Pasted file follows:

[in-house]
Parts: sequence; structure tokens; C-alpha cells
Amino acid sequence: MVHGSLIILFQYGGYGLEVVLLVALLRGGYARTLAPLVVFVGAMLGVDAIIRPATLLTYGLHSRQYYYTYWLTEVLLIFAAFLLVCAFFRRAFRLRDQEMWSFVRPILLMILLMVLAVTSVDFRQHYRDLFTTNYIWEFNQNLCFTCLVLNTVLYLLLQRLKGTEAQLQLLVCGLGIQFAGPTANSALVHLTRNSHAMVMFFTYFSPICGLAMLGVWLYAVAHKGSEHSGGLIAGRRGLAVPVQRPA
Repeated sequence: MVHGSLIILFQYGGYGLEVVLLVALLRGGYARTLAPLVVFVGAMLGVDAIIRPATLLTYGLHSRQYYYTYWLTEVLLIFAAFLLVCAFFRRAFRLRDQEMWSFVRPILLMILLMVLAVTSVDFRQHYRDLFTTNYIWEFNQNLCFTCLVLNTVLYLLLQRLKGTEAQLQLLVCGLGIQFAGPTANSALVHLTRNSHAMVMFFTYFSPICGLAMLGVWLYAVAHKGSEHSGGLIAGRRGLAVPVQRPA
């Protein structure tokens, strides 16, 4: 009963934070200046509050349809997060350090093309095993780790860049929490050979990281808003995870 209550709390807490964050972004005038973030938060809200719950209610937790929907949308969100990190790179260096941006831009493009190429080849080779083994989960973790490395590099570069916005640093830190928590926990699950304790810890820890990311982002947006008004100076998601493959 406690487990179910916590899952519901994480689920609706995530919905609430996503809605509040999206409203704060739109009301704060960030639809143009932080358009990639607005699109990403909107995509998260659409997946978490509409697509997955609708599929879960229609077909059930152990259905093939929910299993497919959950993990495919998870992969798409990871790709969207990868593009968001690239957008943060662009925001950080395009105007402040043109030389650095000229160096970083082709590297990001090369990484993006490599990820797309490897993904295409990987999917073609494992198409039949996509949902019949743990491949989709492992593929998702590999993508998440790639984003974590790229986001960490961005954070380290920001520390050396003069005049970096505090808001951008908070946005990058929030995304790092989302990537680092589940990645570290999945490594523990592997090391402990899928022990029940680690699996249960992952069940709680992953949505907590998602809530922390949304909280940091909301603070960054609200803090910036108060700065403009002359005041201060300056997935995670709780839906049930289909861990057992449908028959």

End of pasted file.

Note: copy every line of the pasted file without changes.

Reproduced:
[in-house]
Parts: sequence; structure tokens; C-alpha cells
Amino acid sequence: MVHGSLIILFQYGGYGLEVVLLVALLRGGYARTLAPLVVFVGAMLGVDAIIRPATLLTYGLHSRQYYYTYWLTEVLLIFAAFLLVCAFFRRAFRLRDQEMWSFVRPILLMILLMVLAVTSVDFRQHYRDLFTTNYIWEFNQNLCFTCLVLNTVLYLLLQRLKGTEAQLQLLVCGLGIQFAGPTANSALVHLTRNSHAMVMFFTYFSPICGLAMLGVWLYAVAHKGSEHSGGLIAGRRGLAVPVQRPA
Repeated sequence: MVHGSLIILFQYGGYGLEVVLLVALLRGGYARTLAPLVVFVGAMLGVDAIIRPATLLTYGLHSRQYYYTYWLTEVLLIFAAFLLVCAFFRRAFRLRDQEMWSFVRPILLMILLMVLAVTSVDFRQHYRDLFTTNYIWEFNQNLCFTCLVLNTVLYLLLQRLKGTEAQLQLLVCGLGIQFAGPTANSALVHLTRNSHAMVMFFTYFSPICGLAMLGVWLYAVAHKGSEHSGGLIAGRRGLAVPVQRPA
């Protein structure tokens, strides 16, 4: 009963934070200046509050349809997060350090093309095993780790860049929490050979990281808003995870 209550709390807490964050972004005038973030938060809200719950209610937790929907949308969100990190790179260096941006831009493009190429080849080779083994989960973790490395590099570069916005640093830190928590926990699950304790810890820890990311982002947006008004100076998601493959 406690487990179910916590899952519901994480689920609706995530919905609430996503809605509040999206409203704060739109009301704060960030639809143009932080358009990639607005699109990403909107995509998260659409997946978490509409697509997955609708599929879960229609077909059930152990259905093939929910299993497919959950993990495919998870992969798409990871790709969207990868593009968001690239957008943060662009925001950080395009105007402040043109030389650095000229160096970083082709590297990001090369990484993006490599990820797309490897993904295409990987999917073609494992198409039949996509949902019949743990491949989709492992593929998702590999993508998440790639984003974590790229986001960490961005954070380290920001520390050396003069005049970096505090808001951008908070946005990058929030995304790092989302990537680092589940990645570290999945490594523990592997090391402990899928022990029940680690699996249960992952069940709680992953949505907590998602809530922390949304909280940091909301603070960054609200803090910036108060700065403009002359005041201060300056997935995670709780839906049930289909861990057992449908028959």